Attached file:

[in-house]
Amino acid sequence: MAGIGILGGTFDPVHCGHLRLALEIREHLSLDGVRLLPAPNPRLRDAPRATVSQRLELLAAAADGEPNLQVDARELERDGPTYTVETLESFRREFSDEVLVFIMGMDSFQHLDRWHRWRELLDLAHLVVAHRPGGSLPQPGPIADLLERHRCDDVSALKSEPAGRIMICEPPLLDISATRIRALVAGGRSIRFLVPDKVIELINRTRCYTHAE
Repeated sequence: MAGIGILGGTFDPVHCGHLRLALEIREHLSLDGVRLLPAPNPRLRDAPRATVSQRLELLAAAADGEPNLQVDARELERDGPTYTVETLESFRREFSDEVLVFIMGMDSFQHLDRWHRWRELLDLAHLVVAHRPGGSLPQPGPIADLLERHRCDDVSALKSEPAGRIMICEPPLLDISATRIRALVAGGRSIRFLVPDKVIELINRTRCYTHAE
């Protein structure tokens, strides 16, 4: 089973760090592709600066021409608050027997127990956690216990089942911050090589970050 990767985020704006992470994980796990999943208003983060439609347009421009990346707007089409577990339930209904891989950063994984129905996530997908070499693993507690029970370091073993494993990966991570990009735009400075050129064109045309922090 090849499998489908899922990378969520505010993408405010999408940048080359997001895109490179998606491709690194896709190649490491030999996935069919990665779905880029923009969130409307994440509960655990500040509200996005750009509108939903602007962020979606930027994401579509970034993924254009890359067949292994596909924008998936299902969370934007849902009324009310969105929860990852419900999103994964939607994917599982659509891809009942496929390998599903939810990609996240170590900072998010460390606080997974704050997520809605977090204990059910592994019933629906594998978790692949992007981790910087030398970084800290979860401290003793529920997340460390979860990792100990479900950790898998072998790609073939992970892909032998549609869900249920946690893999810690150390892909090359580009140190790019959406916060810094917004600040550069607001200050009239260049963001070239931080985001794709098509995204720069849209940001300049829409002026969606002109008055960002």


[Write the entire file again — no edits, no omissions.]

[in-house]
Amino acid sequence: MAGIGILGGTFDPVHCGHLRLALEIREHLSLDGVRLLPAPNPRLRDAPRATVSQRLELLAAAADGEPNLQVDARELERDGPTYTVETLESFRREFSDEVLVFIMGMDSFQHLDRWHRWRELLDLAHLVVAHRPGGSLPQPGPIADLLERHRCDDVSALKSEPAGRIMICEPPLLDISATRIRALVAGGRSIRFLVPDKVIELINRTRCYTHAE
Repeated sequence: MAGIGILGGTFDPVHCGHLRLALEIREHLSLDGVRLLPAPNPRLRDAPRATVSQRLELLAAAADGEPNLQVDARELERDGPTYTVETLESFRREFSDEVLVFIMGMDSFQHLDRWHRWRELLDLAHLVVAHRPGGSLPQPGPIADLLERHRCDDVSALKSEPAGRIMICEPPLLDISATRIRALVAGGRSIRFLVPDKVIELINRTRCYTHAE
């Protein structure tokens, strides 16, 4: 089973760090592709600066021409608050027997127990956690216990089942911050090589970050 990767985020704006992470994980796990999943208003983060439609347009421009990346707007089409577990339930209904891989950063994984129905996530997908070499693993507690029970370091073993494993990966991570990009735009400075050129064109045309922090 090849499998489908899922990378969520505010993408405010999408940048080359997001895109490179998606491709690194896709190649490491030999996935069919990665779905880029923009969130409307994440509960655990500040509200996005750009509108939903602007962020979606930027994401579509970034993924254009890359067949292994596909924008998936299902969370934007849902009324009310969105929860990852419900999103994964939607994917599982659509891809009942496929390998599903939810990609996240170590900072998010460390606080997974704050997520809605977090204990059910592994019933629906594998978790692949992007981790910087030398970084800290979860401290003793529920997340460390979860990792100990479900950790898998072998790609073939992970892909032998549609869900249920946690893999810690150390892909090359580009140190790019959406916060810094917004600040550069607001200050009239260049963001070239931080985001794709098509995204720069849209940001300049829409002026969606002109008055960002």